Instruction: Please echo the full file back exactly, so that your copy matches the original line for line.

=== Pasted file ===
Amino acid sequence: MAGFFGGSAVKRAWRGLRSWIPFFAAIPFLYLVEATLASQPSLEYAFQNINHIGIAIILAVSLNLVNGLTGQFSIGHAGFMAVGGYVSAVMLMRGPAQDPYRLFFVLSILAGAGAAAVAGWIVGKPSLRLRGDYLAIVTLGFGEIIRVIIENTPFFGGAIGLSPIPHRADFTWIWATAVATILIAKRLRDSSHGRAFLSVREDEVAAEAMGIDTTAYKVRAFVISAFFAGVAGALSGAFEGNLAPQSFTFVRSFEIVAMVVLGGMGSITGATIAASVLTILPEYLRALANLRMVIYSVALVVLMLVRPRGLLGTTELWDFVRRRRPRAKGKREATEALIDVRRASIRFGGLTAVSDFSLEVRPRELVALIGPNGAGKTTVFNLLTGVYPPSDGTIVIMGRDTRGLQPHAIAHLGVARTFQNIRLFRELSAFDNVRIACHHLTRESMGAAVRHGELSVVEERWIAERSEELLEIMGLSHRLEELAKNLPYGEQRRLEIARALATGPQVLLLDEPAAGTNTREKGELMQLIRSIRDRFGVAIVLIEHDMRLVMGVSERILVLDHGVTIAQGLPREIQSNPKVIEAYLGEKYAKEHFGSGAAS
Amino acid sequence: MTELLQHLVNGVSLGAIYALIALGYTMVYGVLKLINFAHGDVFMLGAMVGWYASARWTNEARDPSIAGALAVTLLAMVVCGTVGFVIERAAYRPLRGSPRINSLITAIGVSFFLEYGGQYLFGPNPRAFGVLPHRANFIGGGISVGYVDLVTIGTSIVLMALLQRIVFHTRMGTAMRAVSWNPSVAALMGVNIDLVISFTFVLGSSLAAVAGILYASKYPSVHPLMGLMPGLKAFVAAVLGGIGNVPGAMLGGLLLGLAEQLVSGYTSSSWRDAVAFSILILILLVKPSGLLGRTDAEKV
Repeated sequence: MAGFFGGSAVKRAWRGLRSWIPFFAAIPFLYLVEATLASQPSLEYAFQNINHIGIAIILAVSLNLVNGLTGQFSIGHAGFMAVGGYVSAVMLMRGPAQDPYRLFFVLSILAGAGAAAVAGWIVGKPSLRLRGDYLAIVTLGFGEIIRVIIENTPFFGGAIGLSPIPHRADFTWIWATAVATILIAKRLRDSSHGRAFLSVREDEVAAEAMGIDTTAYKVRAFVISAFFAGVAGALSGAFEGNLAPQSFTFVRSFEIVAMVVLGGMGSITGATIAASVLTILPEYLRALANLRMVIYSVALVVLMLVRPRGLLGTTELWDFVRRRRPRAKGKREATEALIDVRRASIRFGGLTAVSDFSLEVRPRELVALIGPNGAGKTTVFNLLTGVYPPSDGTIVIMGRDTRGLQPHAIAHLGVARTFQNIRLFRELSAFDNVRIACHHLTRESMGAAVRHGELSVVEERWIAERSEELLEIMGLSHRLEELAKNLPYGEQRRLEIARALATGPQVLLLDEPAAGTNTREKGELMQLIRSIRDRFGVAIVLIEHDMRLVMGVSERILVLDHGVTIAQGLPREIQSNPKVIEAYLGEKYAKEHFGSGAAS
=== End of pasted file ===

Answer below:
Amino acid sequence: MAGFFGGSAVKRAWRGLRSWIPFFAAIPFLYLVEATLASQPSLEYAFQNINHIGIAIILAVSLNLVNGLTGQFSIGHAGFMAVGGYVSAVMLMRGPAQDPYRLFFVLSILAGAGAAAVAGWIVGKPSLRLRGDYLAIVTLGFGEIIRVIIENTPFFGGAIGLSPIPHRADFTWIWATAVATILIAKRLRDSSHGRAFLSVREDEVAAEAMGIDTTAYKVRAFVISAFFAGVAGALSGAFEGNLAPQSFTFVRSFEIVAMVVLGGMGSITGATIAASVLTILPEYLRALANLRMVIYSVALVVLMLVRPRGLLGTTELWDFVRRRRPRAKGKREATEALIDVRRASIRFGGLTAVSDFSLEVRPRELVALIGPNGAGKTTVFNLLTGVYPPSDGTIVIMGRDTRGLQPHAIAHLGVARTFQNIRLFRELSAFDNVRIACHHLTRESMGAAVRHGELSVVEERWIAERSEELLEIMGLSHRLEELAKNLPYGEQRRLEIARALATGPQVLLLDEPAAGTNTREKGELMQLIRSIRDRFGVAIVLIEHDMRLVMGVSERILVLDHGVTIAQGLPREIQSNPKVIEAYLGEKYAKEHFGSGAAS
Amino acid sequence: MTELLQHLVNGVSLGAIYALIALGYTMVYGVLKLINFAHGDVFMLGAMVGWYASARWTNEARDPSIAGALAVTLLAMVVCGTVGFVIERAAYRPLRGSPRINSLITAIGVSFFLEYGGQYLFGPNPRAFGVLPHRANFIGGGISVGYVDLVTIGTSIVLMALLQRIVFHTRMGTAMRAVSWNPSVAALMGVNIDLVISFTFVLGSSLAAVAGILYASKYPSVHPLMGLMPGLKAFVAAVLGGIGNVPGAMLGGLLLGLAEQLVSGYTSSSWRDAVAFSILILILLVKPSGLLGRTDAEKV
Repeated sequence: MAGFFGGSAVKRAWRGLRSWIPFFAAIPFLYLVEATLASQPSLEYAFQNINHIGIAIILAVSLNLVNGLTGQFSIGHAGFMAVGGYVSAVMLMRGPAQDPYRLFFVLSILAGAGAAAVAGWIVGKPSLRLRGDYLAIVTLGFGEIIRVIIENTPFFGGAIGLSPIPHRADFTWIWATAVATILIAKRLRDSSHGRAFLSVREDEVAAEAMGIDTTAYKVRAFVISAFFAGVAGALSGAFEGNLAPQSFTFVRSFEIVAMVVLGGMGSITGATIAASVLTILPEYLRALANLRMVIYSVALVVLMLVRPRGLLGTTELWDFVRRRRPRAKGKREATEALIDVRRASIRFGGLTAVSDFSLEVRPRELVALIGPNGAGKTTVFNLLTGVYPPSDGTIVIMGRDTRGLQPHAIAHLGVARTFQNIRLFRELSAFDNVRIACHHLTRESMGAAVRHGELSVVEERWIAERSEELLEIMGLSHRLEELAKNLPYGEQRRLEIARALATGPQVLLLDEPAAGTNTREKGELMQLIRSIRDRFGVAIVLIEHDMRLVMGVSERILVLDHGVTIAQGLPREIQSNPKVIEAYLGEKYAKEHFGSGAAS